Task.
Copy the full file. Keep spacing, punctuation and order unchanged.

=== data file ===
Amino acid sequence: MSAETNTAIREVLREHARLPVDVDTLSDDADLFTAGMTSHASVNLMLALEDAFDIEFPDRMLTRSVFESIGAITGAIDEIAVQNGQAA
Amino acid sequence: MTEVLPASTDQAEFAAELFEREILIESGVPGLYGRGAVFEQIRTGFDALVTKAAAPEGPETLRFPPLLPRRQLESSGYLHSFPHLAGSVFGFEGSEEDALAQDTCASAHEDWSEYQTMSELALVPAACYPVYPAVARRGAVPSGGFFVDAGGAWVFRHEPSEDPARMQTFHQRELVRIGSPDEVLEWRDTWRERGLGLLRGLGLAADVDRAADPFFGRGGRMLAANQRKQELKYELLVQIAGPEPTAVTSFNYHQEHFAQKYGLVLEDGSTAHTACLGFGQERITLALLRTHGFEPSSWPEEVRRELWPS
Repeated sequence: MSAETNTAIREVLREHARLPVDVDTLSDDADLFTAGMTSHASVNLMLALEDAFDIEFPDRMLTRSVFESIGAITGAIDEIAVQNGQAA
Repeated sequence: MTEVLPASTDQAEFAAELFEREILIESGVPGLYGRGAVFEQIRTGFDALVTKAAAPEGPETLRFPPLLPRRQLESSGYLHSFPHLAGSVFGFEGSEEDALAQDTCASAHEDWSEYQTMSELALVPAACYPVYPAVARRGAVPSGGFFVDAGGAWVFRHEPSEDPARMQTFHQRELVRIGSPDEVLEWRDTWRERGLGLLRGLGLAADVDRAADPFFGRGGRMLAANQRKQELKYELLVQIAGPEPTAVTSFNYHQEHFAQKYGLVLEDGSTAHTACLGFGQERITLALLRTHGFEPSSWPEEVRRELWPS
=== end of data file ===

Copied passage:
Amino acid sequence: MSAETNTAIREVLREHARLPVDVDTLSDDADLFTAGMTSHASVNLMLALEDAFDIEFPDRMLTRSVFESIGAITGAIDEIAVQNGQAA
Amino acid sequence: MTEVLPASTDQAEFAAELFEREILIESGVPGLYGRGAVFEQIRTGFDALVTKAAAPEGPETLRFPPLLPRRQLESSGYLHSFPHLAGSVFGFEGSEEDALAQDTCASAHEDWSEYQTMSELALVPAACYPVYPAVARRGAVPSGGFFVDAGGAWVFRHEPSEDPARMQTFHQRELVRIGSPDEVLEWRDTWRERGLGLLRGLGLAADVDRAADPFFGRGGRMLAANQRKQELKYELLVQIAGPEPTAVTSFNYHQEHFAQKYGLVLEDGSTAHTACLGFGQERITLALLRTHGFEPSSWPEEVRRELWPS
Repeated sequence: MSAETNTAIREVLREHARLPVDVDTLSDDADLFTAGMTSHASVNLMLALEDAFDIEFPDRMLTRSVFESIGAITGAIDEIAVQNGQAA
Repeated sequence: MTEVLPASTDQAEFAAELFEREILIESGVPGLYGRGAVFEQIRTGFDALVTKAAAPEGPETLRFPPLLPRRQLESSGYLHSFPHLAGSVFGFEGSEEDALAQDTCASAHEDWSEYQTMSELALVPAACYPVYPAVARRGAVPSGGFFVDAGGAWVFRHEPSEDPARMQTFHQRELVRIGSPDEVLEWRDTWRERGLGLLRGLGLAADVDRAADPFFGRGGRMLAANQRKQELKYELLVQIAGPEPTAVTSFNYHQEHFAQKYGLVLEDGSTAHTACLGFGQERITLALLRTHGFEPSSWPEEVRRELWPS